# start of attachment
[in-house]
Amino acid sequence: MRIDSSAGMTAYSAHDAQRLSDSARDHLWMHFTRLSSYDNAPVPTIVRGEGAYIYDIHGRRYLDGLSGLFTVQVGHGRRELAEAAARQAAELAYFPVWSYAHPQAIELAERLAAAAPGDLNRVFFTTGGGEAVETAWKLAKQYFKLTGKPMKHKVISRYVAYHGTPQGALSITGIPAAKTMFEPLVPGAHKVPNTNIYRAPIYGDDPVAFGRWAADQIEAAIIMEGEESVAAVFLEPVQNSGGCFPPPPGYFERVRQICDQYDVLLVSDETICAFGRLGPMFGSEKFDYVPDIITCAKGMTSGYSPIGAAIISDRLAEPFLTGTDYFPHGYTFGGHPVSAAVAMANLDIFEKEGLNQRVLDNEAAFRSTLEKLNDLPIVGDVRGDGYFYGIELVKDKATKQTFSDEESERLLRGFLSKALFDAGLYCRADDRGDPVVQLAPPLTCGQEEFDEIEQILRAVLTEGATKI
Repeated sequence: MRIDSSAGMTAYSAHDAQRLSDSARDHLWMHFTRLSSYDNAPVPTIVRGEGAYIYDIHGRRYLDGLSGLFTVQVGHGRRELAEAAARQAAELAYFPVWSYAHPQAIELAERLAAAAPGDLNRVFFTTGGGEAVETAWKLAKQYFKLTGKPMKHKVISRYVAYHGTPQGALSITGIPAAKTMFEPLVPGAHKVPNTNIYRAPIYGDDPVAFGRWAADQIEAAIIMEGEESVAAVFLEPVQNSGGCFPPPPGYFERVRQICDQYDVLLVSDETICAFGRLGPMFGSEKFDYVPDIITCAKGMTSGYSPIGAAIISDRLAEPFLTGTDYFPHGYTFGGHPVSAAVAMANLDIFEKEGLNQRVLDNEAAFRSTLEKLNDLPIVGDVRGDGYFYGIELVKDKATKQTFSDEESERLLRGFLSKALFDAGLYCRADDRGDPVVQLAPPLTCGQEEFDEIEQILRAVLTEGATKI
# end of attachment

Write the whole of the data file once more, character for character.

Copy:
[in-house]
Amino acid sequence: MRIDSSAGMTAYSAHDAQRLSDSARDHLWMHFTRLSSYDNAPVPTIVRGEGAYIYDIHGRRYLDGLSGLFTVQVGHGRRELAEAAARQAAELAYFPVWSYAHPQAIELAERLAAAAPGDLNRVFFTTGGGEAVETAWKLAKQYFKLTGKPMKHKVISRYVAYHGTPQGALSITGIPAAKTMFEPLVPGAHKVPNTNIYRAPIYGDDPVAFGRWAADQIEAAIIMEGEESVAAVFLEPVQNSGGCFPPPPGYFERVRQICDQYDVLLVSDETICAFGRLGPMFGSEKFDYVPDIITCAKGMTSGYSPIGAAIISDRLAEPFLTGTDYFPHGYTFGGHPVSAAVAMANLDIFEKEGLNQRVLDNEAAFRSTLEKLNDLPIVGDVRGDGYFYGIELVKDKATKQTFSDEESERLLRGFLSKALFDAGLYCRADDRGDPVVQLAPPLTCGQEEFDEIEQILRAVLTEGATKI
Repeated sequence: MRIDSSAGMTAYSAHDAQRLSDSARDHLWMHFTRLSSYDNAPVPTIVRGEGAYIYDIHGRRYLDGLSGLFTVQVGHGRRELAEAAARQAAELAYFPVWSYAHPQAIELAERLAAAAPGDLNRVFFTTGGGEAVETAWKLAKQYFKLTGKPMKHKVISRYVAYHGTPQGALSITGIPAAKTMFEPLVPGAHKVPNTNIYRAPIYGDDPVAFGRWAADQIEAAIIMEGEESVAAVFLEPVQNSGGCFPPPPGYFERVRQICDQYDVLLVSDETICAFGRLGPMFGSEKFDYVPDIITCAKGMTSGYSPIGAAIISDRLAEPFLTGTDYFPHGYTFGGHPVSAAVAMANLDIFEKEGLNQRVLDNEAAFRSTLEKLNDLPIVGDVRGDGYFYGIELVKDKATKQTFSDEESERLLRGFLSKALFDAGLYCRADDRGDPVVQLAPPLTCGQEEFDEIEQILRAVLTEGATKI